Get ready, because this carpet ride is about to take off on a whole new (yet familiar) world filled with adventure, magic, mystery, and wonder. The difference this time around – it’s all live-action. Disney’s new Aladdin is directed by Guy Ritchie (Sherlock Holmes 2009, Lock, Stock and Two Smoking Barrels 1998) and written by John August (Big Fish 2003, Dark Shadows 2012), with Guy helping by adding his signature touch to the script.
Flying into theaters Friday, May 24th through Walt Disney Pictures, the film stars Will Smith (Ali 2001, I Am Legend 2007), Mena Massoud (Tom Clancy’s Jack Ryan series, Open Heart series), and Naomi Scott (The Martian 2015, Power Rangers 2017). Aladdin (Massoud) is a common street rat who happens to cross paths with Jasmine (Scott), who is the princess to the Sultan (Navid Negahban: Legion series, American Sniper 2014) of Agrabah. Jafar (Marwan Kenzari: Murder on the Orient Express 2017, The Mummy 2017), who is the Sultan’s loyal and trusted advisor, takes notice of Aladdin and enlists his help to retrieve a lamp from the Cave of Wonders. Things turn sideways for them both, but luckily for Aladdin, he comes across a magical Genie (Smith) who can grant him three wishes for whatever his heart desires.
So many new magical opportunities are now available to Aladdin who can now try to win over the princess’ heart, with a little help from his new-found blue friend. Is Aladdin able to accomplish this task even though he is a peasant and she is of royalty? Will he succumb to the selfish desires of his heart like so many others before him who found the magical lamp or will he actually learn and grow to be selfless out of this situation? Where can one find a monkey like Abu? That’s an extremely helpful little assistant Al has there.
So, to get right in the meat of it all, there is a lot of pressure surrounding this new addition to Disney’s growing list of live-action remakes. It is all within good reason. One – it is hard to recreate the magic of what made an original movie so massively appealing where it stayed inside people’s hearts for most of their lives. Two – human beings mostly hate change. With change, we specifically mean with there being a new Genie. Let’s just address the big, blue elephant in the room.
The thing that is initially holding so many back from seeing this movie is that Robin Williams is not the Genie that they knew and love from the original animated film. Understandable, it’s tough to welcome change, but try to imagine the weight and stress that Will Smith is going through in order to do this character justice; that kind of headache and pressure is wished on no man.
The amazing thing about Smith being Genie is – that he did an amazing job. He fully gave himself into this character, bringing him to life, adding his own twist in small ways that would bring a smile to your face. Smith delivered a performance that his forebear, Robin Williams, would be extremely proud of. Whizzing about, singing, dancing, and really letting loose allowed Smith to shine in ways we have not seen since his days on The Fresh Prince of Bel-Air.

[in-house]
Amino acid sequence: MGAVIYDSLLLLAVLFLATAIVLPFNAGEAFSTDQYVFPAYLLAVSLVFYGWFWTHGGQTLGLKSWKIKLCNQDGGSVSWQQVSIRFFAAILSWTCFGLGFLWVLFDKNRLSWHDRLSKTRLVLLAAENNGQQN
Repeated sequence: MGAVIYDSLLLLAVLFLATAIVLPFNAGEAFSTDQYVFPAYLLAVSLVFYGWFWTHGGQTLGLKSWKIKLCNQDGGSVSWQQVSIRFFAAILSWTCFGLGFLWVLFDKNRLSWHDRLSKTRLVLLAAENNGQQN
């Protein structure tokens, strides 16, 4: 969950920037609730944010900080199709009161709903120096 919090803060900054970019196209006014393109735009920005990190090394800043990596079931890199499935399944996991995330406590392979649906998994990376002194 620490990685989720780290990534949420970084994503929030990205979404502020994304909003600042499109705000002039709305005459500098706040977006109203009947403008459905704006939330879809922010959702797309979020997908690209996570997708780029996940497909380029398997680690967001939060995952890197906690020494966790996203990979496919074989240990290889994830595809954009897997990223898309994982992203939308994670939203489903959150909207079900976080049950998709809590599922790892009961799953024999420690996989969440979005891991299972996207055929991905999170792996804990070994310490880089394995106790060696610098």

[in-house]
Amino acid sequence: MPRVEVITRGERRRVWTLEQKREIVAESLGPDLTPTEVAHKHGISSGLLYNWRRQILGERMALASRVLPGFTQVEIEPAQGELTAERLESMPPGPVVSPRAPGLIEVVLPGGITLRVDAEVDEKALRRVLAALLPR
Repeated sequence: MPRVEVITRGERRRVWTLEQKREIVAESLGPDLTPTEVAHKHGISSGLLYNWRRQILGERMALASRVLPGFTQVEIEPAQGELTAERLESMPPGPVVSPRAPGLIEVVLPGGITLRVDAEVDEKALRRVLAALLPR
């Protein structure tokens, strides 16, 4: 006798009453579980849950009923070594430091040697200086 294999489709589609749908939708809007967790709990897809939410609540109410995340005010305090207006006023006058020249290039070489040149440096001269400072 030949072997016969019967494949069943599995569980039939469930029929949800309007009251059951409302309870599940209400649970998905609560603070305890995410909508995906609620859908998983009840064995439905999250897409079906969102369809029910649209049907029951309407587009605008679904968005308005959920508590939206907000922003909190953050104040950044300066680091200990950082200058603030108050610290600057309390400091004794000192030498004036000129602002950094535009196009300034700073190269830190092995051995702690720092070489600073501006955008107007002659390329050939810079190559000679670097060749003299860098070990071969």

The rest of the cast held their own, as well. Massoud did a pretty decent job, although his performance came across as hammy here and there. Overall, he was a solid pick for the role of Aladdin. Scott really shined every time she showed up on screen. She delivered such a believable, grounded, and heartfelt performance that will leave you wanting more. Kenzari did well, although there was nothing that really stood out in his performance. Negahban did very well portraying the Sultan as a kind and loving father that so many audiences grew to adore in the original animated film.
A nice addition to the cast is Dalia (Nasim Pedrad: Saturday Night Live series, Despicable Me 2 2013) who plays the handmaiden to Princess Jasmine. She offers much needed comic relief but also helps add layers to the Princess by showcasing to the audience who she is through their relationship. That was a well-done addition to the story and the casting of Pedrad, who delivered and shined in all of her moments when it counted.
Diving into the visuals of Aladdin – they were spectacular. Not that it could not have been better in some extremely small parts, but overall, kudos to the animation team for taking the time by putting the right amount of love and care into making it visually look beautiful. Especially with showing CGI during the daytime scenes – they can prove really problematic but Disney delivered here with their animators putting a lot of elbow grease into this one and it really paid off.
The only small grievance is that some of the musical numbers seemed randomly thrown in and not fluid enough to have a natural flow. Overall, that is minor to all the great things that this film offers. That said, put aside your reservations, if you have any, and have a great time with Aladdin. That is why Cryptic Rock gives this movie 4 out of 5 stars.